The Top 2 Causes of Lower Back Pain

 In Dublin Physio Clinic, Lower Back Pain

The lower back is crucial in offering support to the upper body as well as enabling movements such as twisting and bending. Muscles within the lower back areas help in rotating and flexing the hips when you are walking. Lower back pains can vary in intensity. Some pains may be mild while other pains can be acute and debilitating. However, in this article, we look at the two major causes of lower back pains.

Extrinsic Factors

Extrinsic factors are the external factors that occur outside the body, otherwise known as environmental factors. These factors impact the body in a way that causes harm through impacting the spine. Accidental situations such as falling while playing may result in extrinsic injuries when the spine is impacted.

The extent of damage that occurs may vary and can be determined through factors such as the angle of falling.

Intrinsic Factors

These factors are less obvious in occurrence and are a result of a problem that develops gradually without any type of dramatic history. Due to the gradual rate of development of intrinsic injuries, they often seem less serious and most people cannot report a specific incident that caused the problem. They do not have a specific onset of symptoms but they develop slowly over time. Gradually they progress over time until the symptoms become more severe.

Identifying the underlying cause of an intrinsic injury is essential to prevent a recurrence. This is a pitfall for an inexperienced clinician, as they will end up treating the symptoms without identifying the root cause of the problem.

There are many causes of intrinsic lower back pain. However, the common ones are:

  • Postural joint stiffness around the lumbar, spine and pelvis,
  • Tight muscles which can distort movement,
  • Lack of muscle control, which could also create vulnerability to other injuries during normal daily movements

Sometimes, people will describe a specific incident that causes their symptoms. In this sense, there is a clear onset of symptoms. However, the incident described can be an activity that should not cause any problems on normal occasions (such as bending). This is a classic scenario and during the clinic, people report their pain occurs when they bend down to put their shoes on, or to pull a plug out of the socket. Although a patient describes bending as the cause of the pain, the reality is that such a movement should not cause damage to tissues if they are healthy and functioning normally.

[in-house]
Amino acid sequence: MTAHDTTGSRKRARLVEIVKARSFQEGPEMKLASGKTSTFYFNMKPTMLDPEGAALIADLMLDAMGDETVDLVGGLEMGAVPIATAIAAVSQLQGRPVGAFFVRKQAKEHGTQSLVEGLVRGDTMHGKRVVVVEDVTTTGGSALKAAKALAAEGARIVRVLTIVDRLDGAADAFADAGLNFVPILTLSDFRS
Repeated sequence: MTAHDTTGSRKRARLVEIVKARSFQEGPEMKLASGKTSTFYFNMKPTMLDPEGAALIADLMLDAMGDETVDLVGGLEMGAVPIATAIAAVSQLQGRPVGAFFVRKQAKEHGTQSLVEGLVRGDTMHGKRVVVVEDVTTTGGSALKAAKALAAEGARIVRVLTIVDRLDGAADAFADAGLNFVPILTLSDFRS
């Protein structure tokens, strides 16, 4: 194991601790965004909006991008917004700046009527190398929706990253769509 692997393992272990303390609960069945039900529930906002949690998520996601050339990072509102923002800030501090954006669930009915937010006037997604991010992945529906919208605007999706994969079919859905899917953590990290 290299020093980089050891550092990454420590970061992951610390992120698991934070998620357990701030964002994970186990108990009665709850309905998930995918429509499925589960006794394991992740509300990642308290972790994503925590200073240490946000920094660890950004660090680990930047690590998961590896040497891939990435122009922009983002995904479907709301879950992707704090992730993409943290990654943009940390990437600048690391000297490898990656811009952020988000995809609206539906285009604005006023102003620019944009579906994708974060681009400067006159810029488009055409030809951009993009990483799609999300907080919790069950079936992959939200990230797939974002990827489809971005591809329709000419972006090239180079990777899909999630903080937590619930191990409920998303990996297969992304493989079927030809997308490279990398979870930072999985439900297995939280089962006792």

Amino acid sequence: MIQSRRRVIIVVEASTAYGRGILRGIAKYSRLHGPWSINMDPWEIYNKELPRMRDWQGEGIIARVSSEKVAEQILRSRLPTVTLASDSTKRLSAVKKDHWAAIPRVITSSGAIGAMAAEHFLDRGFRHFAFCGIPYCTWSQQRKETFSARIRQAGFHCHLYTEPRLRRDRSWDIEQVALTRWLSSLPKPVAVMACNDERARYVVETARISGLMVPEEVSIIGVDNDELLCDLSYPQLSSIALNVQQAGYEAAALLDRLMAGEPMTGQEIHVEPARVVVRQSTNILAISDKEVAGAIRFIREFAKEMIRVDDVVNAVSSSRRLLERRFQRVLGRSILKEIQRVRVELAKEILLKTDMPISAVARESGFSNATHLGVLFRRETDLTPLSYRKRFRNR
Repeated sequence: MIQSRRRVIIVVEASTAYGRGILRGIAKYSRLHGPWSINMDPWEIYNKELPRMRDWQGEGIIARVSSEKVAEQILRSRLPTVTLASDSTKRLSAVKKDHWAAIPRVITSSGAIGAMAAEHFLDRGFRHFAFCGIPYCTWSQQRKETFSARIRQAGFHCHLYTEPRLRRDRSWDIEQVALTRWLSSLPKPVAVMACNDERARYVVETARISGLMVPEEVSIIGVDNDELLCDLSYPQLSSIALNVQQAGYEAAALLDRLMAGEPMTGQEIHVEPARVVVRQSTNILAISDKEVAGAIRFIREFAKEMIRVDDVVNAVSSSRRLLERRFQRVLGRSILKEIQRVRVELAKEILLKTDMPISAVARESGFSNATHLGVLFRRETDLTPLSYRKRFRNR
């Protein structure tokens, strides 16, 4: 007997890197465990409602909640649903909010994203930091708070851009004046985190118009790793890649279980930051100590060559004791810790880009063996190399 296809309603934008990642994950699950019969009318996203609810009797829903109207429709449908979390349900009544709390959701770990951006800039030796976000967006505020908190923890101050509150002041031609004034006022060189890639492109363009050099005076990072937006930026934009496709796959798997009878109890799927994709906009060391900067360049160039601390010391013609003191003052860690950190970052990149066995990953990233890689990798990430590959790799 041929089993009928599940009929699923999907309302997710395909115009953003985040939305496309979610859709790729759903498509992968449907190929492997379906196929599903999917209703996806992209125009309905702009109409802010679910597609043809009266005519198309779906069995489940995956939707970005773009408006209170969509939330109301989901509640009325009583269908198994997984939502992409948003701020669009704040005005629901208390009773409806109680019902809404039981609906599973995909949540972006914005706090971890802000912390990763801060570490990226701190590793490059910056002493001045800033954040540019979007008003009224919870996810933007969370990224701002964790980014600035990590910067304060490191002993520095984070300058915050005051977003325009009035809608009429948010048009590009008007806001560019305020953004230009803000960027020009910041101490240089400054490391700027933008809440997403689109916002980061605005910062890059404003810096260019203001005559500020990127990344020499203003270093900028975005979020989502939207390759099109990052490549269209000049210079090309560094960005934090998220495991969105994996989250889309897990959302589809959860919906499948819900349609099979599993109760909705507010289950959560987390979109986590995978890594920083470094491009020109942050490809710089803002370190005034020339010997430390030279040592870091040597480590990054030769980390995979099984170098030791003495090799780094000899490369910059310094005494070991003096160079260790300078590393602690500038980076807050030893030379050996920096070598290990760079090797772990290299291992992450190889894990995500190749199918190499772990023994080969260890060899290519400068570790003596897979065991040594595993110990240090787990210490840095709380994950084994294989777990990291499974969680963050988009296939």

How to Identify the Cause of Pain

To identify the mechanisms of the injury, it requires that we dig deeper to understand why that particular area is experiencing vulnerability. This is a key element in prescribing a preventive program. Often, people with lower back pain problems are advised not to bend. While this may be important in acute scenarios, it is no practical for leaving a normal life. You will need to bend when getting in and out of bed, on and off the chair, etc.

For us at Dublin Physiotherapy Clinic, rehabilitation of forwarding bending is a critical element in managing lower back pains. However, most clinics avoid this process. There may be exceptions such as during advanced degenerative change, or multilevel disc changes where the spine cannot tolerate this rehabilitation. However, your physiotherapist should attempt to treat this.

Summarily, intrinsic injuries happen when something goes wrong with the movement system. This could be due to a lack of strength, flexibility, and control, leading to a slow and gradual system breakdown. Of course, there are subdivisions within the two main categories of lower back pain causes. In the intrinsic injuries category, injuries can be caused by new use, dis-use, abuse or over-use. On the other hand, extrinsic injuries happen because of external factors that you can’t possibly manage, such as falling.

Sources

https://www.spine-health.com/conditions/lower-back-pain/lower-back-pain-symptoms-diagnosis-and-treatment

http://citeseerx.ist.psu.edu/viewdoc/download?doi=10.1.1.894.5960&rep=rep1&type=pdf

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